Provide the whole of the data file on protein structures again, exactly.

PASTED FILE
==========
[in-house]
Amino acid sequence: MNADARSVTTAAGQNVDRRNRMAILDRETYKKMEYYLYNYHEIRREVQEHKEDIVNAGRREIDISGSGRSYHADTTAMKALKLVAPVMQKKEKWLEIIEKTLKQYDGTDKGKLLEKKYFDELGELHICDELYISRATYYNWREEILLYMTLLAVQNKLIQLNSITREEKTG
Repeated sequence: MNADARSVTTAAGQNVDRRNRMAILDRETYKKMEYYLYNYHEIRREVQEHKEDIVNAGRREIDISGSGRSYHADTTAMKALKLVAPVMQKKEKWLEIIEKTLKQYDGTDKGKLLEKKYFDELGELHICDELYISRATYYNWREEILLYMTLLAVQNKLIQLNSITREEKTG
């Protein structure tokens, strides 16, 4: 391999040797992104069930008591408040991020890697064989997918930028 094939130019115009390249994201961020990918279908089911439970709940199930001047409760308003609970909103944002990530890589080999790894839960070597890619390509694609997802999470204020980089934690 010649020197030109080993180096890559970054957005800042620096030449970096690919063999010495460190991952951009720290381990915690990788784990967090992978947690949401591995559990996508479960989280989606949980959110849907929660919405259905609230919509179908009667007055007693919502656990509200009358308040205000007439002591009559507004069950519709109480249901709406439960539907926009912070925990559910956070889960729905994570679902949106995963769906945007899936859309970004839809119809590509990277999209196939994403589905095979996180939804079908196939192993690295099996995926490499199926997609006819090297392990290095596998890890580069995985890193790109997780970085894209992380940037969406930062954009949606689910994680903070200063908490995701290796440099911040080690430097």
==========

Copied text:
[in-house]
Amino acid sequence: MNADARSVTTAAGQNVDRRNRMAILDRETYKKMEYYLYNYHEIRREVQEHKEDIVNAGRREIDISGSGRSYHADTTAMKALKLVAPVMQKKEKWLEIIEKTLKQYDGTDKGKLLEKKYFDELGELHICDELYISRATYYNWREEILLYMTLLAVQNKLIQLNSITREEKTG
Repeated sequence: MNADARSVTTAAGQNVDRRNRMAILDRETYKKMEYYLYNYHEIRREVQEHKEDIVNAGRREIDISGSGRSYHADTTAMKALKLVAPVMQKKEKWLEIIEKTLKQYDGTDKGKLLEKKYFDELGELHICDELYISRATYYNWREEILLYMTLLAVQNKLIQLNSITREEKTG
């Protein structure tokens, strides 16, 4: 391999040797992104069930008591408040991020890697064989997918930028 094939130019115009390249994201961020990918279908089911439970709940199930001047409760308003609970909103944002990530890589080999790894839960070597890619390509694609997802999470204020980089934690 010649020197030109080993180096890559970054957005800042620096030449970096690919063999010495460190991952951009720290381990915690990788784990967090992978947690949401591995559990996508479960989280989606949980959110849907929660919405259905609230919509179908009667007055007693919502656990509200009358308040205000007439002591009559507004069950519709109480249901709406439960539907926009912070925990559910956070889960729905994570679902949106995963769906945007899936859309970004839809119809590509990277999209196939994403589905095979996180939804079908196939192993690295099996995926490499199926997609006819090297392990290095596998890890580069995985890193790109997780970085894209992380940037969406930062954009949606689910994680903070200063908490995701290796440099911040080690430097």